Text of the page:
Not just a buttload of fun, but 100% canonical too - as Jason Imms discovers.
By Jason Imms on October 10, 2012 at 4:00 pm
As a fan of the Alien vs. Predator series (of games, not the movies — they were abhorrent), my initial reaction to hearing about Aliens: Colonial Marines was one of concern. Predator was my favourite choice for multiplayer, and arguably the best of the single player campaigns. Fortunately, my fears were quelled by my hands-on multiplayer demo with Gearbox’s foray into Ridley Scott’s universe. Aliens are rad, and mowing them down with pulse rifles is — yes, you guessed it. Even more rad.
Aliens: Colonial Marines is set seventeen weeks after the events of Aliens, and places the player among the rescue team sent to find the crew of the Sulaco, albeit fourteen and a half weeks overdue. In an impromptu show-floor interview with Gearbox Community Manager Chris Faylor, I learned that Colonial Marines is intended to be a 100% canonical entry in the Aliens universe, thanks to a tight relationship with 20th Century Fox. This means that everything, including the new xenotypes produced by Gearbox, are canonical and may well be used in future movies or television series.
Colonial Marines feels like an old-school shooter. From the way that the marines move, all the way down to the the angular level design, A:CM delivers an experience that feels familiar, but includes features and a presentation generally associated with modern titles. The framerate was a rock-solid sixty frames per second, though it appeared that antialiasing had been disabled. It is impossible to know what kind of hardware was running in the demo PCs, so it is plausible that this impression may have been skewed by over-specced machines.
As often happens with multiplayer floor demos, I was just beginning to hit my stride when it ended, but in the seconds leading up to the demo’s close, I mowed down three soldier-class aliens with my semi-automatic shotgun, including one that was winding up for a close quarters execution. I felt like a golden god, sent to whatever planet we were on to take (alien) heads, and chew (caustic) bubblegum — a feeling only heightened by the fact that we were playing against members of Team Immunity. These guys are not only professional gamers, they had also been playing the game for at least three days straight. It was a nice moment.
The weapons feel as though they have a true weight to them, which is best reflected in the marines’ movement. At their fastest the marines move at what feels like a cautious jog, when walking their weapon is raised, poised to fire upon any piece of shiny carapace that moves. The sound direction really captures the feel of the films, mostly thanks to the twin screams of clashing aliens and pulse rifles.
Players are able to choose from five different customisable loadouts before they spawn, which Chris confirmed can be populated with gear unlocked by progression in multiplayer, singleplayer, and drop-in-drop-out co-op. My go-to weapon combination was the pulse rifle/semi-auto shotgun, because flexibility is important. In practice though, the shotgun was by far the most used weapon in my arsenal.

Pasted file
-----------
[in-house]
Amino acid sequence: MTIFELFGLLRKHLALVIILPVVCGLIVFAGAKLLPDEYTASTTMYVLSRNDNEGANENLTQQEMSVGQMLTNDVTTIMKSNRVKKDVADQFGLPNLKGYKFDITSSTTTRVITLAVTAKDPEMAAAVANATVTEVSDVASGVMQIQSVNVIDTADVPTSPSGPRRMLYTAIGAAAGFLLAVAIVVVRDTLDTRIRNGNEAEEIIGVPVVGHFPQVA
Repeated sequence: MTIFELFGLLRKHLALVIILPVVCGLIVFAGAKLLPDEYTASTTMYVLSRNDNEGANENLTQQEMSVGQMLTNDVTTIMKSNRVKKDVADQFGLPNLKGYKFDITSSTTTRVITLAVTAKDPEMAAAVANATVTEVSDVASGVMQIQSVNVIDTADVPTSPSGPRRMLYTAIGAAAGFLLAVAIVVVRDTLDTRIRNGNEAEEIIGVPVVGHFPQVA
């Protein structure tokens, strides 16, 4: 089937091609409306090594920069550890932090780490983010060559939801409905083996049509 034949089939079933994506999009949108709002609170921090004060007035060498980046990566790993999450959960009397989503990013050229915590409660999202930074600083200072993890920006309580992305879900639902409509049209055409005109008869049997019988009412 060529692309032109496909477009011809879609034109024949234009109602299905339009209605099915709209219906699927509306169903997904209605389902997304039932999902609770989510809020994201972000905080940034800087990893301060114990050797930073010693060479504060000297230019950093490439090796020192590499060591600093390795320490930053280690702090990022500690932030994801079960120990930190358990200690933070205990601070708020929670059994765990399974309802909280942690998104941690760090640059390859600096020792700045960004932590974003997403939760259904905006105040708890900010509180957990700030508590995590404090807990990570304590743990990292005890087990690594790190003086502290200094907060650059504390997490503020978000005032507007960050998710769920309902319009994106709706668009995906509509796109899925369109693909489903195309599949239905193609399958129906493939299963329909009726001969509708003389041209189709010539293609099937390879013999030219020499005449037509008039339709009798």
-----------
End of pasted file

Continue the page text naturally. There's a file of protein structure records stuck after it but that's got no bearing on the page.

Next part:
Due to their enhanced, green-tinged vision, an alien will often see you before you see it — meaning that by the time you’re ready to fire, they’re already all over you. Shotguns rule the day, though Team Immunity did a good job of staying out of our direct firing line. Once an alien begins slashing at you with their claws, your vision becomes obscured by disobedient blood leaving your body without permission. Wildly unloading shotgun blasts into the red haze often bought me a few precious moments of life before falling to another of the seemingly endless horde of professional gamers/aliens.
In each round of the demo, both teams received a power-up that with proper use, could turn the tide of the battle in their favour. The marines get access to a smart gun, which spawns as a pickup in a random location on the map, while a member of the alien team will randomly spawn as a Crusher, a bull-like alien with an egregious amount of health and a charging attack. how often these power-ups spawn is still being tweaked.
While queuing, I was able to observe the members of Team Immunity as they both figuratively and literally dissected their opponents. The alien soldiers were able to move quickly along any surface in the environment in order to close on their prey and claw them into a fine scarlet paste. It appeared that the only aliens in play for the demo were soldiers which also had a first-person tail attack that could be used to deal damage from the walls or ceiling. Chris was eager to detail the other alien types that would be present in the final product: The Lurker has less health than the Soldier, but is faster and has a pounce attack. The Spitter has a ranged attack which needs to be charged up before it can be unleashed. Charging the attack causes the spitter’s head to glow, giving away its position and warning marines of the attack.
The Aliens: Colonial Marines multiplayer demo brought back strong and fond memories of hours-long AvP and AvP2 LAN sessions. Only time will tell whether the singleplayer campaign can elicit such a reaction from fans of the movies. Aliens: Colonial Marines is due for release on February 12 2013 on PC, PS3 and Xbox 360.